[+] EnlargePouncey
AP Photo/Gene J. PuskarCenter Maurkice Pouncey is one of the high draft picks the Pittsburgh Steelers have used on the offensive line in recent years.
Brown: How much improvement the Steelers have made along the offensive line. I can’t remember the last times hopes were this high for the Steelers’ offensive line, and that is due to the investment they have made in a unit that general manager Kevin Colbert used to be accused of neglecting. Since 2010 the Steelers have used two first-round draft picks and two second-rounds selections on their offensive line and three of those players will start this season. The Steelers also hired offensive line coach Mike Munchak last January, and he is expected to bring everything together up front. The first-team offensive line played well in limited snaps in the Steelers’ preseason opener last Saturday night. Now the coaches get to see how it fares against a Bills team that is stout up front and plays a different scheme than what the offense is used to practicing against. The two practices should give the Steelers a better gauge of where they are up front.

Who are a few players on your team that the opposing club might be looking down on the roster to say, "Who is that?"

Rodak: He's been a star of "Hard Knocks," but wide receiver Chris Hogan has been rising steadily since OTAs. At 6-foot-1, Hogan is a former college lacrosse player who brings some toughness to the Bills in the slot. He's not as short and shifty as a prototypical slot man like Wes Welker, but Hogan's hands are among the surest on the team. He also has some speed and can stretch the field vertically. He's been running with the first team and should continue to be in the mix this week. On defense, I'd look out for cornerback Nickell Robey. At 5-foot-8, 165 pounds, he's the smallest player on the team but plays as tough as any defensive back on the roster. Robey went undrafted last season but won the Bills' nickel cornerback job and was part of an underrated defense led by former coordinator Mike Pettine. You might see Robey disrupt the pocket as a blitzer, but he also has a knack for being around the ball, and should make for a compelling, competitive match-up with Lance Moore in the slot.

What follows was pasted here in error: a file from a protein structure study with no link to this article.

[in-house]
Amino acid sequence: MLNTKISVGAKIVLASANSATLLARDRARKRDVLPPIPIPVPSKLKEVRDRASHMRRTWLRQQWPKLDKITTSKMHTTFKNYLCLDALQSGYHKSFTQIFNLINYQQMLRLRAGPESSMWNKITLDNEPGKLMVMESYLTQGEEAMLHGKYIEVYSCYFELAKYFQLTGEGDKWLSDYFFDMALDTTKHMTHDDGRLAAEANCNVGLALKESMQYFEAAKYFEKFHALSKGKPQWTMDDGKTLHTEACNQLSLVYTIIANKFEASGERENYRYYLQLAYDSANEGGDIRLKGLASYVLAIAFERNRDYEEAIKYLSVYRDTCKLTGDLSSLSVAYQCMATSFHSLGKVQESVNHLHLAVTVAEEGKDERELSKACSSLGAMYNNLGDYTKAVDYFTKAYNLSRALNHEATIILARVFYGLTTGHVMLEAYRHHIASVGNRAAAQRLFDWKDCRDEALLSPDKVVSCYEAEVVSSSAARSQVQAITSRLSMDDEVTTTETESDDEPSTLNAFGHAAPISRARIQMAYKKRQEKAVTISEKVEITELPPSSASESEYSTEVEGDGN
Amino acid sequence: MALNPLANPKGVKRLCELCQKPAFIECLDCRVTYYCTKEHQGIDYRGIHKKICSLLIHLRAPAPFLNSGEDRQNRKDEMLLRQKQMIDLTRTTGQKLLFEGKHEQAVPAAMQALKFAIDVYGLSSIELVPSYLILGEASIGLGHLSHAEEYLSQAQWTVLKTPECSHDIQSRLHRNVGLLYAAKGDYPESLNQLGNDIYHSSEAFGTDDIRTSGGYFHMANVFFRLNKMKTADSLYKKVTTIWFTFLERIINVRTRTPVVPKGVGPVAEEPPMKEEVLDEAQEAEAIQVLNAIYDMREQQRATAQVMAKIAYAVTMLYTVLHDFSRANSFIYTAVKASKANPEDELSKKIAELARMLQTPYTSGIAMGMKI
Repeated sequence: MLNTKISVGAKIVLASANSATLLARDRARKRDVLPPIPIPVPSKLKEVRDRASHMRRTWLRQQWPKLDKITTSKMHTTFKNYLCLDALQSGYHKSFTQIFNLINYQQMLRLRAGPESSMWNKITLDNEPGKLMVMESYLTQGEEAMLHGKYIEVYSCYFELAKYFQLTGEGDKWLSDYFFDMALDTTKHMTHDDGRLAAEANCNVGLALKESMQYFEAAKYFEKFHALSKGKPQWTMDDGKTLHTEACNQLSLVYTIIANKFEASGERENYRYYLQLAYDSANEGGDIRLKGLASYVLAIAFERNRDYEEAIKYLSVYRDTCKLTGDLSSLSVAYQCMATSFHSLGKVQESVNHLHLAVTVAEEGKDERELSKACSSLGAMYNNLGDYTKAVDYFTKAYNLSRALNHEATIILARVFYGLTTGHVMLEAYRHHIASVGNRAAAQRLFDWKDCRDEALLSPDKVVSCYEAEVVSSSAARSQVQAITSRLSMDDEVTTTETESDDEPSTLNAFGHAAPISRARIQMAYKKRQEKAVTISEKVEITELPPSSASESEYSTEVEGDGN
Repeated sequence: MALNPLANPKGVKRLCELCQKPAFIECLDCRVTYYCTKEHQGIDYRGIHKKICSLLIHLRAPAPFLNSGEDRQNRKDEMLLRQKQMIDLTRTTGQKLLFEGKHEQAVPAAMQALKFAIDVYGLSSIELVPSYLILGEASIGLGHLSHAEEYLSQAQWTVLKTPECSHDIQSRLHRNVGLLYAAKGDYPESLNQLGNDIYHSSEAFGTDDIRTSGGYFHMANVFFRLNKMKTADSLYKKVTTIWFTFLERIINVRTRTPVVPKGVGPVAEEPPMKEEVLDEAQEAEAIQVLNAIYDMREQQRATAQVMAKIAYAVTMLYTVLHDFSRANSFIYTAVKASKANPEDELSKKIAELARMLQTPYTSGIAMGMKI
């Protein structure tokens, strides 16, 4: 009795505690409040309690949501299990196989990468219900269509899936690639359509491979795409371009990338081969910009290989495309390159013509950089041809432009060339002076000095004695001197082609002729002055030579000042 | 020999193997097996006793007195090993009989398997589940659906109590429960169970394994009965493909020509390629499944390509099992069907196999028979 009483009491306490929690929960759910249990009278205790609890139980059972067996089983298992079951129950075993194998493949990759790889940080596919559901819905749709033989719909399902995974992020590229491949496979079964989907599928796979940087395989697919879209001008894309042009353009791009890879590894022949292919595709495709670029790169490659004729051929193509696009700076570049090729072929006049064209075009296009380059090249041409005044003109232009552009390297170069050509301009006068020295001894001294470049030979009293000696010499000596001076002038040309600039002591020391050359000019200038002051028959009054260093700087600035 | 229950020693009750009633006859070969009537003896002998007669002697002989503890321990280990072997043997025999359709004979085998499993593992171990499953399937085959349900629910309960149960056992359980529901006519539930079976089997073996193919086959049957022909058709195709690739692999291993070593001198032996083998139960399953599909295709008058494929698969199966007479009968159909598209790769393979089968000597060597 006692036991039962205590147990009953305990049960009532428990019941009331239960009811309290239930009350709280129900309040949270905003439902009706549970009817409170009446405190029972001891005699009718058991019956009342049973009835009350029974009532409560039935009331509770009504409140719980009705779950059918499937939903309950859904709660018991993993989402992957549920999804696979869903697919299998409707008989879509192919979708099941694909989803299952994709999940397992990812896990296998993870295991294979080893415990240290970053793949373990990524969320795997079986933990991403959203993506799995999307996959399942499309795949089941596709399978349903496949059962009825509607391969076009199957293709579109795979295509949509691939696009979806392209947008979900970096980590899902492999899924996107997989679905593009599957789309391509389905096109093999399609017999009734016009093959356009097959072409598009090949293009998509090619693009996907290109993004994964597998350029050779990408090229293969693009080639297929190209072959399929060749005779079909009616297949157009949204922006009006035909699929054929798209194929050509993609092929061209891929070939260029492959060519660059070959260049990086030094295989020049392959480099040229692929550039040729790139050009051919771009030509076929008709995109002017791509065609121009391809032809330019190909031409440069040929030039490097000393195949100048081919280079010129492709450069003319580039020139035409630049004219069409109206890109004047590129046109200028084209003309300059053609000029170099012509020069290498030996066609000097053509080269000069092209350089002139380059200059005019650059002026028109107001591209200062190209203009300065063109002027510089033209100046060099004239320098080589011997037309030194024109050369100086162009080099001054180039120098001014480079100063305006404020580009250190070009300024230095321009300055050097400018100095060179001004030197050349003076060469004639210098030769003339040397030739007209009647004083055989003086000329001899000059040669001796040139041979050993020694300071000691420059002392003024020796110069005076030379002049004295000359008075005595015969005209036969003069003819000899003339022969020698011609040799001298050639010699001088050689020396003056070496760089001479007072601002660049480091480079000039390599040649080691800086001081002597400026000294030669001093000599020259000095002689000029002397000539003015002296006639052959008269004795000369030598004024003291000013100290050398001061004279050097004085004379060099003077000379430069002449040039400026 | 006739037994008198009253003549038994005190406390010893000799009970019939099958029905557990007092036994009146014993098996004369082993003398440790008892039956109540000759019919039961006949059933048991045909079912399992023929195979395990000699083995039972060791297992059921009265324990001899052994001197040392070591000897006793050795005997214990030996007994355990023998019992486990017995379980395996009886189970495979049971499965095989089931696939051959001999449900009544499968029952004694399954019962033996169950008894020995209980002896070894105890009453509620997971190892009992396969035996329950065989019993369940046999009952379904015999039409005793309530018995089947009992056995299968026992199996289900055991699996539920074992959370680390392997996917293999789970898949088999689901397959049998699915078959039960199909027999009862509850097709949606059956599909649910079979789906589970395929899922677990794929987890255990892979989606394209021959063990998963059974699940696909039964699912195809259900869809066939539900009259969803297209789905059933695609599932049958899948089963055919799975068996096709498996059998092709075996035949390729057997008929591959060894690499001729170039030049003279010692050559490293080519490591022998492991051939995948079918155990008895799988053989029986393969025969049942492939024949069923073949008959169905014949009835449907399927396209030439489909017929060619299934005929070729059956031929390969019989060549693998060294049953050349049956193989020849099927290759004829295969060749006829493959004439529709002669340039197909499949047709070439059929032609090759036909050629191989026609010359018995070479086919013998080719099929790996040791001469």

Brown: The No. 1 player would probably have to be inside linebacker Sean Spence. It was, after all, a preseason game against the Bills almost two years ago when Spence ripped up his left knee and had to be carted off the field. His career hung in the balance in the aftermath of a devastating injury and even his own position coach, Keith Butler, later said it would be a miracle if Spence over played again. But watching Spence during his first camp since that injury you would never be able to tell he had torn several ligaments, dislocated his knee cap and sustained nerve damage. Spence has emerged as one of the storylines of camp, and the 2012 third-rounder could really help the Steelers this season. Bills coaches may also be asking about Jordan Dangerfield even though the hard-hitting safety spent training camp with Buffalo last season. Dangerfield as consistently flashed in practice, and he is among the longshots who appears to be putting themselves in position to make the 53-man roster. The separation among the contenders and pretenders as far as making the team has started this week, and the two practices against the Bills will help the Steelers’ coaches in their evaluations.

Bills Camp Report: Day 11

July, 30, 2014
Jul 30
PITTSFORD, N.Y. -- A daily review of the hot topics coming out of Buffalo Bills training camp: